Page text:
House of Wise has launched a limited-edition Justice For All CBD Gummy Sampler Box in partnership with Last Prisoner Project, a nonprofit dedicated to advancing criminal justice reform for the cannabis community.

This limited-edition box features a custom design by multimedia artist and cannabis industry advocate Emily Eizen, inspired by the real-life experiences of former cannabis incarcerates Sean and Eboni Worsley. Each Justice For All product pack includes 12 individually wrapped CBD Gummies from House of Wise including three of each: Sleep, Stress, Sex, and Strength Gummies.

The limited-edition packaging design is inspired by Sean Worsley's military service, which is the reason he was using medical marijuana and had it with him at the time of his arrest. The main design is inspired by traditional camouflage but in a refreshed and vibrant aesthetic in line with Emily Eizen's signature style. The green in the camo is emphasized with a dark outline, giving a gentle nod to the hemp and cannabis plant. The purple in the camo design represents the Purple Heart Sean was awarded after his time in Iraq. The camo pattern is thoughtfully printed in a reflective symmetry on the box similar to Rorschach inkblots, giving recognition to the need for treating and caring for mental health, in addition to physical health ailments. The back of the box features broken chains, representing the tens of thousands of people currently incarcerated for cannabis, who have been robbed of their freedom, who deserve to be free at this very moment.

The limited-edition Justice For All CBD Gummy Sampler box retails for $75 and is now available for purchase on One hundred percent of profits from all sales of the product will go to Last Prisoner Project's Family Support Fund and the Worsley Family, providing financial support as they focus on trauma healing and rebuilding their family.

In 2016, Sean Worsley was arrested for possession of marijuana, despite his medical cannabis card and official diagnosis of PTSD and traumatic brain injury resulting from service in Iraq with the U.S. Army. At the time of arrest, both Sean and his wife, Eboni, were traveling through Alabama and charged with possession. They both spent six days in jail, with Eboni's charges being dropped and Sean being released on bail after agreeing to a plea deal that included 60 months (5 years) of probation, participation in a drug treatment program, and thousands of dollars in fines, fees, and court costs.

In compliance with the terms of his probation, once he returned home to Arizona, Sean Worsley visited his local Veterans Affairs office to take an assessment for placement in a drug treatment program. However, the VA office rejected his request, stating he "has legal documentation to support his use and therefore does not meet criteria for a substance use disorder or meet the need for substance abuse treatment." While Sean and Eboni were trying to communicate their situation to Sean's probation officer and their attorney in Alabama, Eboni lost her job, and the Worsleys soon found themselves homeless, with Eboni in need of immediate heart surgery.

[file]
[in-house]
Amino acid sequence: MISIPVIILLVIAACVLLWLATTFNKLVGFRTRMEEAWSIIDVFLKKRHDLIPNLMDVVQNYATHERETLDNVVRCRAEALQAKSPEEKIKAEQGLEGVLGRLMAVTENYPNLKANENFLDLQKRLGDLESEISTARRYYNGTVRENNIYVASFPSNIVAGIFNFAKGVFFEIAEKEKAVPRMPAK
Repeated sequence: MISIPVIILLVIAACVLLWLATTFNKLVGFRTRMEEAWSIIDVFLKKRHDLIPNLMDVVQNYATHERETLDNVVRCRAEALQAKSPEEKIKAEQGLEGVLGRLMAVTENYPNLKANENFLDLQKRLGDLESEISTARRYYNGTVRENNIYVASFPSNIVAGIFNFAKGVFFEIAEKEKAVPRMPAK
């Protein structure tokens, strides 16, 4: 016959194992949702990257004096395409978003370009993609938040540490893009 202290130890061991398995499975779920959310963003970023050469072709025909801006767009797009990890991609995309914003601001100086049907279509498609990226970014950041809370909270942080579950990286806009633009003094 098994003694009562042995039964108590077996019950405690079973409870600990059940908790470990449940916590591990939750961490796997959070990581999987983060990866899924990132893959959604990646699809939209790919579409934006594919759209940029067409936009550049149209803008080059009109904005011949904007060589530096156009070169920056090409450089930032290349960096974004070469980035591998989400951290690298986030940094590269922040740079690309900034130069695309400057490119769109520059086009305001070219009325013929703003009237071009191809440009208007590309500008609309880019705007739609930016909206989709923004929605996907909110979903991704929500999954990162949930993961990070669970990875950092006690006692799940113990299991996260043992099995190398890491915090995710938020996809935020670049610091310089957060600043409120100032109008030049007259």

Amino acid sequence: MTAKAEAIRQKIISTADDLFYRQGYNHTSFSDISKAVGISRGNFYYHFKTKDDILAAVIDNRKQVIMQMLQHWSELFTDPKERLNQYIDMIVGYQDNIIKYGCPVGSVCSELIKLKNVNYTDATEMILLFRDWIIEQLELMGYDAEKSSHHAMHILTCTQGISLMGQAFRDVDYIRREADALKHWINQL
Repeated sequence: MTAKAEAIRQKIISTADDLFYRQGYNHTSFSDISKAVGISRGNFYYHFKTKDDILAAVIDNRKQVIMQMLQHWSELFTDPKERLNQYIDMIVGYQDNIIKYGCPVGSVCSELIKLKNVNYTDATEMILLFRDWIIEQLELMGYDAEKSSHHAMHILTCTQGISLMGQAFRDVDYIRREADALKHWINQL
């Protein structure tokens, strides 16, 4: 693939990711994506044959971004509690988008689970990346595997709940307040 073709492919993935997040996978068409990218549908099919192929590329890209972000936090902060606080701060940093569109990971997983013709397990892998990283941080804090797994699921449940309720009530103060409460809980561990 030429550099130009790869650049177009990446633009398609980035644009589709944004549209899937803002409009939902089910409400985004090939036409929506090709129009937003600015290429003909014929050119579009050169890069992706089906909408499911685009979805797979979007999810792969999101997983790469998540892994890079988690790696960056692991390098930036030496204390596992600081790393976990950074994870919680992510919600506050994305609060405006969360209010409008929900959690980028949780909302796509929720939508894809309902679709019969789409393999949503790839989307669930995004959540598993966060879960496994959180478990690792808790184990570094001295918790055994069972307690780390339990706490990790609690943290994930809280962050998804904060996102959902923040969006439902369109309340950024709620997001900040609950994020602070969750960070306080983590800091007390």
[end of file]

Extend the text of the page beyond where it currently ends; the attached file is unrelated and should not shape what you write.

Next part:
Now homeless, in need of medical support for his wife, deemed inadmissible to attend a drug treatment program by the VA, and unable to pay the renewal fee for his medical marijuana card, Sean found himself and Eboni in a seemingly impossible situation.

In the eyes of the Alabama court, Sean had failed to receive drug treatment, did not maintain a permanent address, and had a new interaction with police following a traffic violation. Therefore, Sean was seen as having violated the conditions of his probation and was sentenced to five years in an Alabama state prison. Sean served time but was released in October 2020 after public outcry over his charges and story. Today, Sean and Eboni live in Phoenix, Arizona, with their daughter. They are currently working to rebuild their lives and their family and are in need of support.

Sean and Eboni have faced severe penalties and long-lasting repercussions to their livelihood and mental, emotional, and physical health. In need of help, the Worsley family reached out to the Last Prisoner Project for support. Through its partnership with Last Prisoner Project, House of Wise is using its platform to amplify the Worsleys' story.

"I never thought Sean could be sentenced to half a decade in a maximum security prison for possession of marijuana, an herb that is widely recognized for its therapeutic benefits. Sean spent years fighting for our country, and cannabis has been a blessing for our family and for Sean's daily wellbeing," said Eboni Worsley. "I rely on CBD to alleviate pain, as well as soothe my mind and body, from ongoing discomfort from sciatica, fibromyalgia, lingering issues from my open heart surgery, and ongoing trauma. By sharing our story, we hope to change the stigmas placed on those who use cannabis or have been incarcerated for cannabis-related convictions. We hope to destigmatize the public's view of cannabis, highlighting its holistic benefits, while ensuring those with cannabis convictions are able to secure freedom and safely reintegrate into society following their release."

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